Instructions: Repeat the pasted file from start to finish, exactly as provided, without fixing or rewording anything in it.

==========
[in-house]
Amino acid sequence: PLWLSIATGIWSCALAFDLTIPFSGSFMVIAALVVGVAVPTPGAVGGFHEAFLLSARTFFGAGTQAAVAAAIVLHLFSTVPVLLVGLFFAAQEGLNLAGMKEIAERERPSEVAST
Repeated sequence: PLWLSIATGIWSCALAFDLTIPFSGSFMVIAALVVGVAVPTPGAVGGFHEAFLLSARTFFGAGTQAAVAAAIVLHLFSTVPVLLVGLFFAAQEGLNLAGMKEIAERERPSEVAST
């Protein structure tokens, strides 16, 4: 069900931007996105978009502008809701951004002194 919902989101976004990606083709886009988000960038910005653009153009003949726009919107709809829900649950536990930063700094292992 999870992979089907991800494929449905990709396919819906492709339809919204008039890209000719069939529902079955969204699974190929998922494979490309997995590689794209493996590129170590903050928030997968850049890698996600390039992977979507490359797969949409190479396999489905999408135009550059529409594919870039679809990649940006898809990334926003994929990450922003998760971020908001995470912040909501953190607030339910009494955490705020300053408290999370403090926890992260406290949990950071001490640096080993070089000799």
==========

[in-house]
Amino acid sequence: PLWLSIATGIWSCALAFDLTIPFSGSFMVIAALVVGVAVPTPGAVGGFHEAFLLSARTFFGAGTQAAVAAAIVLHLFSTVPVLLVGLFFAAQEGLNLAGMKEIAERERPSEVAST
Repeated sequence: PLWLSIATGIWSCALAFDLTIPFSGSFMVIAALVVGVAVPTPGAVGGFHEAFLLSARTFFGAGTQAAVAAAIVLHLFSTVPVLLVGLFFAAQEGLNLAGMKEIAERERPSEVAST
């Protein structure tokens, strides 16, 4: 069900931007996105978009502008809701951004002194 919902989101976004990606083709886009988000960038910005653009153009003949726009919107709809829900649950536990930063700094292992 999870992979089907991800494929449905990709396919819906492709339809919204008039890209000719069939529902079955969204699974190929998922494979490309997995590689794209493996590129170590903050928030997968850049890698996600390039992977979507490359797969949409190479396999489905999408135009550059529409594919870039679809990649940006898809990334926003994929990450922003998760971020908001995470912040909501953190607030339910009494955490705020300053408290999370403090926890992260406290949990950071001490640096080993070089000799």